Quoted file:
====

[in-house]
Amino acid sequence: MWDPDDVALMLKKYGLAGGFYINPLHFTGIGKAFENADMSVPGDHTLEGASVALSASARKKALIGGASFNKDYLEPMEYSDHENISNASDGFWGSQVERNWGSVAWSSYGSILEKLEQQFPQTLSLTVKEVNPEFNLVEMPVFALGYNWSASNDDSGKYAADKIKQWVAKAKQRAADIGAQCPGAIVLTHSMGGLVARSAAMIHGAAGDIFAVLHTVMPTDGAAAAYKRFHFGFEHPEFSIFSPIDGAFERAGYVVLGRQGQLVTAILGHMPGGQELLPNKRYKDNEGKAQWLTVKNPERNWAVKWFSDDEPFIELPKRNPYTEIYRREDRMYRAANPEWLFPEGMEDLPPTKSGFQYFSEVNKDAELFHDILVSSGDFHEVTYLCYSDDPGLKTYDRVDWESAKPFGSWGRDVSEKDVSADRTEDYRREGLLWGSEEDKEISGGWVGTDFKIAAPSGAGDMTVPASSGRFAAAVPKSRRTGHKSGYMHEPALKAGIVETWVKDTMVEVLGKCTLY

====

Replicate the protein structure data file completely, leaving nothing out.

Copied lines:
[in-house]
Amino acid sequence: MWDPDDVALMLKKYGLAGGFYINPLHFTGIGKAFENADMSVPGDHTLEGASVALSASARKKALIGGASFNKDYLEPMEYSDHENISNASDGFWGSQVERNWGSVAWSSYGSILEKLEQQFPQTLSLTVKEVNPEFNLVEMPVFALGYNWSASNDDSGKYAADKIKQWVAKAKQRAADIGAQCPGAIVLTHSMGGLVARSAAMIHGAAGDIFAVLHTVMPTDGAAAAYKRFHFGFEHPEFSIFSPIDGAFERAGYVVLGRQGQLVTAILGHMPGGQELLPNKRYKDNEGKAQWLTVKNPERNWAVKWFSDDEPFIELPKRNPYTEIYRREDRMYRAANPEWLFPEGMEDLPPTKSGFQYFSEVNKDAELFHDILVSSGDFHEVTYLCYSDDPGLKTYDRVDWESAKPFGSWGRDVSEKDVSADRTEDYRREGLLWGSEEDKEISGGWVGTDFKIAAPSGAGDMTVPASSGRFAAAVPKSRRTGHKSGYMHEPALKAGIVETWVKDTMVEVLGKCTLY